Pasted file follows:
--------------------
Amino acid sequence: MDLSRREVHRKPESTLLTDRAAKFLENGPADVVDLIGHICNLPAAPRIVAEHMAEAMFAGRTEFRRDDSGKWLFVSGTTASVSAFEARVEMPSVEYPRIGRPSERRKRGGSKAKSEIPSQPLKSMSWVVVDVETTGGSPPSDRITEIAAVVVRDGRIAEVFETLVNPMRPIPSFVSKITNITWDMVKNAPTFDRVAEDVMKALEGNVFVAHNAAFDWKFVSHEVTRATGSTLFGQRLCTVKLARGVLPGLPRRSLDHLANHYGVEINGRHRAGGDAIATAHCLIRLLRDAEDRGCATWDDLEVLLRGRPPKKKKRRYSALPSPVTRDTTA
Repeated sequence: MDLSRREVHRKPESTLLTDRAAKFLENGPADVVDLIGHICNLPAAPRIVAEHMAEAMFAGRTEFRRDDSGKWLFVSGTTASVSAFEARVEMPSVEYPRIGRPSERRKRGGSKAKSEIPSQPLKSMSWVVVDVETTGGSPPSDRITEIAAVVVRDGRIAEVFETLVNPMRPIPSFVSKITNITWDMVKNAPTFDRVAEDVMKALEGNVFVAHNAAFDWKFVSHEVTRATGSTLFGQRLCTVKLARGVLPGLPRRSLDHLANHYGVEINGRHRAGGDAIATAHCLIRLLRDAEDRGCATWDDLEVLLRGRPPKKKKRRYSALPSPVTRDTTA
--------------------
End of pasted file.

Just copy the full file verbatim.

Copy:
Amino acid sequence: MDLSRREVHRKPESTLLTDRAAKFLENGPADVVDLIGHICNLPAAPRIVAEHMAEAMFAGRTEFRRDDSGKWLFVSGTTASVSAFEARVEMPSVEYPRIGRPSERRKRGGSKAKSEIPSQPLKSMSWVVVDVETTGGSPPSDRITEIAAVVVRDGRIAEVFETLVNPMRPIPSFVSKITNITWDMVKNAPTFDRVAEDVMKALEGNVFVAHNAAFDWKFVSHEVTRATGSTLFGQRLCTVKLARGVLPGLPRRSLDHLANHYGVEINGRHRAGGDAIATAHCLIRLLRDAEDRGCATWDDLEVLLRGRPPKKKKRRYSALPSPVTRDTTA
Repeated sequence: MDLSRREVHRKPESTLLTDRAAKFLENGPADVVDLIGHICNLPAAPRIVAEHMAEAMFAGRTEFRRDDSGKWLFVSGTTASVSAFEARVEMPSVEYPRIGRPSERRKRGGSKAKSEIPSQPLKSMSWVVVDVETTGGSPPSDRITEIAAVVVRDGRIAEVFETLVNPMRPIPSFVSKITNITWDMVKNAPTFDRVAEDVMKALEGNVFVAHNAAFDWKFVSHEVTRATGSTLFGQRLCTVKLARGVLPGLPRRSLDHLANHYGVEINGRHRAGGDAIATAHCLIRLLRDAEDRGCATWDDLEVLLRGRPPKKKKRRYSALPSPVTRDTTA